witness


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witness:

see evidenceevidence,
in law, material submitted to a judge or a judicial body to resolve disputed questions of fact. The rules discussed in this article were developed in England for use in jury trials.
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Witness

 

in law, a person summoned by a court or investigating authority to give testimony concerning circumstances that are known to the person and are important for resolving a criminal or civil case. In Soviet law, a witness may be any person, with certain exceptions, regardless of age or relationship—family or other—to persons involved in a case. The exceptions include defendants in criminal cases, representatives in civil cases, and people who for mental or physical reasons are unable to perceive the facts or give accurate testimony. The accused may not be questioned as a witness on the circumstances surrounding the act for which he or his accomplices are accused. A witness cannot be replaced and is not subject to challenge.

A witness must appear when summoned and must given complete and truthful testimony. Failure to appear without good reason can result in a fine or compulsory appearance. A witness is criminally responsible for giving deliberately false testimony, for refusing to answer, or for giving evasive answers. He has the right to give testimony in his native language, and at a pretrial investigation he may look over the report of his questioning and request corrections and supplements. A witness may also request an appeal of the actions of an investigator. A witness summoned to testify continues to receive his normal wages and is compensated for traveling expenses and lodging.

Witness

cranes of Ibycus
called on by the dying poet to bear witness, the birds lead to the murderers’ conviction. [Gk. Myth.: NCE, 1307]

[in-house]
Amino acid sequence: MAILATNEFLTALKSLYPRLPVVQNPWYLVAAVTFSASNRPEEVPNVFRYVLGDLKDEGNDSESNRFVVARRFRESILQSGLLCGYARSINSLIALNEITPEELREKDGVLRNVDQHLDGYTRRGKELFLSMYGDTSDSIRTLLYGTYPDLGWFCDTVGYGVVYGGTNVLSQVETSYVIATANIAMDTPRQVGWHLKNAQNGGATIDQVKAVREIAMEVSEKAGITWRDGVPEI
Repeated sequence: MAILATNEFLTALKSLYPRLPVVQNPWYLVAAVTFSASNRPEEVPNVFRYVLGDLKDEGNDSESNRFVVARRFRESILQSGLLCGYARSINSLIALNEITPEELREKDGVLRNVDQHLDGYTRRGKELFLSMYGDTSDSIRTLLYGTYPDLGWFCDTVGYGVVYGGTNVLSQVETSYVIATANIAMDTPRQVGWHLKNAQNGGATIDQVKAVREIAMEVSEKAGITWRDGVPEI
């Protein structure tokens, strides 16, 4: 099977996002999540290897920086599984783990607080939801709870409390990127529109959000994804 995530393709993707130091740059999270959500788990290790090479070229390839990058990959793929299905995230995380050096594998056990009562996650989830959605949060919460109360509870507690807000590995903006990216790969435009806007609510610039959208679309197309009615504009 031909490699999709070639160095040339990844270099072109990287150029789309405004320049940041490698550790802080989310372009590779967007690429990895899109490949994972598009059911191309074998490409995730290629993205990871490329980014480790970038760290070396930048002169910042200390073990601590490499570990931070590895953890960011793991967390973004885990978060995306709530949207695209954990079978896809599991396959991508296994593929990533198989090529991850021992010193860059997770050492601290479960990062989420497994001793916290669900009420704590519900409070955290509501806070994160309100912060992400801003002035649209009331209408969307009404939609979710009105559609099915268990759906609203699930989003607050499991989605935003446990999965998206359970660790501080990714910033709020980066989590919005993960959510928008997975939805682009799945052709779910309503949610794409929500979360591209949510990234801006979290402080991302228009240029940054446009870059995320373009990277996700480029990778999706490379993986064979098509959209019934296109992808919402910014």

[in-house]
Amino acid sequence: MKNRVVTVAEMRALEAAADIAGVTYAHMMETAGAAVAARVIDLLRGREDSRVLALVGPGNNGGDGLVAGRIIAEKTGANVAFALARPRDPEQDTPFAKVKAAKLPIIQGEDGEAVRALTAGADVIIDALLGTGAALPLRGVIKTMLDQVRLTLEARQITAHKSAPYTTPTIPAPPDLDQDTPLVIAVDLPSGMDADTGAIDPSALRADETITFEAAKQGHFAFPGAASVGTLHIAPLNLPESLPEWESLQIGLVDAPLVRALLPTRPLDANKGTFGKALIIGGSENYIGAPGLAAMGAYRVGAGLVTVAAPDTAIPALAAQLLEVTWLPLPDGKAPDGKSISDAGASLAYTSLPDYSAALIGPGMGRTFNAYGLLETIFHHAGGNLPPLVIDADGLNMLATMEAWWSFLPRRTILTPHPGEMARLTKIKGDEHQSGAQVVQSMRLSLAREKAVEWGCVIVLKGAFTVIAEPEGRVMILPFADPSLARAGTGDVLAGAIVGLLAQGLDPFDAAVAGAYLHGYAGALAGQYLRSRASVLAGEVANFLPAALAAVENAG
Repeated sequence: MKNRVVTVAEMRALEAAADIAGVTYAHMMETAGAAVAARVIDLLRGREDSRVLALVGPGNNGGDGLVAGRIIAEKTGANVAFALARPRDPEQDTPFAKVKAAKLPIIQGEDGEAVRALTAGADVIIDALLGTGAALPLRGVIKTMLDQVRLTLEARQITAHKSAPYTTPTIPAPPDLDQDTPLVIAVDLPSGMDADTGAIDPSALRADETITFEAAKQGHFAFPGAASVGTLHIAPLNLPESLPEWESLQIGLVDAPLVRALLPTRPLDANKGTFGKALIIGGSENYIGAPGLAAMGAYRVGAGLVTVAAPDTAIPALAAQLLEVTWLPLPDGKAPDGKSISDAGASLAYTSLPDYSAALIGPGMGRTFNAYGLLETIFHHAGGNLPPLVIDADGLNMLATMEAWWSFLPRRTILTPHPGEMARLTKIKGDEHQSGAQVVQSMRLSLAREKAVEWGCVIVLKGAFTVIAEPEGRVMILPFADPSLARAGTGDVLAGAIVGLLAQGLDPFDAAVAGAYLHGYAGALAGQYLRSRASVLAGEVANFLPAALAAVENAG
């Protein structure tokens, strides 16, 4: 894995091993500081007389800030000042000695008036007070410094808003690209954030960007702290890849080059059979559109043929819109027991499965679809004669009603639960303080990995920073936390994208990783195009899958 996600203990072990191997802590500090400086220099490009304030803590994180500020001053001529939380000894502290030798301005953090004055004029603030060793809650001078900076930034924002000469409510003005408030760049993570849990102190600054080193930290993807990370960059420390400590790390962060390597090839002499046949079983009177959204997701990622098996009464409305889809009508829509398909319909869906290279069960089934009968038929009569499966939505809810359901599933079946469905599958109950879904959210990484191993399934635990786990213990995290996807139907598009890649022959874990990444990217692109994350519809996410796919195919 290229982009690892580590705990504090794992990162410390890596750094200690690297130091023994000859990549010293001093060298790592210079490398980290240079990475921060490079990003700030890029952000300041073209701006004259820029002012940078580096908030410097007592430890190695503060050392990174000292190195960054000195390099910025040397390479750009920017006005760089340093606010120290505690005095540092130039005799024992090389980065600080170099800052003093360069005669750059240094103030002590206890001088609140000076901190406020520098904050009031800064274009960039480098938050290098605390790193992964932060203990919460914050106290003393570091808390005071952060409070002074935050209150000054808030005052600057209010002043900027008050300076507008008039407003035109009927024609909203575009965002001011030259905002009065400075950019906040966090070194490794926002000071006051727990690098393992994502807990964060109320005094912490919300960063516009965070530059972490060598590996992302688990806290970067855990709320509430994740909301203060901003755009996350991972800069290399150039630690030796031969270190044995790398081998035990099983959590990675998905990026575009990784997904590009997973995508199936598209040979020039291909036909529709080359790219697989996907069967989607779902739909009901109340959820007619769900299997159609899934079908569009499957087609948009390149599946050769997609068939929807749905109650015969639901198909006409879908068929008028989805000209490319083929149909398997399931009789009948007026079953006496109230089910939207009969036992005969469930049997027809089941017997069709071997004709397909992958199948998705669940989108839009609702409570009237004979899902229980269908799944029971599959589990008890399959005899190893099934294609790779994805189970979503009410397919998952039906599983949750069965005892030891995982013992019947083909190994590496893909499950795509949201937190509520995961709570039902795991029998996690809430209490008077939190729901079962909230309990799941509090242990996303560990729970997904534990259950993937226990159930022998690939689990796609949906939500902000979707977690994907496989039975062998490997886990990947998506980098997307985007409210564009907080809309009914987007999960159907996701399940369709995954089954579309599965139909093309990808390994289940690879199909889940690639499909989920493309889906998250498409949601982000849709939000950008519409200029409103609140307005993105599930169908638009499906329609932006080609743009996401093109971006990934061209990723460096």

witness

1. a person or thing giving or serving as evidence
2. a person who testifies, esp in a court of law, to events or facts within his own knowledge
3. a person who attests to the genuineness of a document, signature, etc., by adding his own signature
4. bear witness
a. to give written or oral testimony
b. to be evidence or proof of
References in classic literature ?
Having concluded his statement the witness proceeded to identify the remains of the deceased.
Before returning to London, the witness produced references which gave him an excellent character.
You will naturally be anxious to hear of the witness, Miss Manette.
It's perfectly useless, my Lord, attempting to get at any evidence through the impenetrable stupidity of this witness.
I have no objection to admit, my Lord,' said Serjeant Snubbin, 'if it will save the examination of another witness, that Mr.
The last witness said it was," commented the counsel, with unscrupulous swiftness.
The third, witness called by Sir Walter Cowdray was the little Catholic clergyman, so little, compared with the others, that his head seemed hardly to come above the box, so that it was like cross-examining a child.
You are a most extraordinary witness," he said; "but there is something about you that makes me think you are trying to tell the truth.
The appearance of the next witness created a marked sensation in the Court.
What the witness had herself seen and observed of the relations between the husband and wife was the only evidence that they could receive.
I will not have it cast in my teeth, at some future day, that Madame Fosco acted under my coercion, and was, in plain fact, no witness at all.
No consideration of less importance than my consideration for Laura would have induced me to consent to be a witness at all.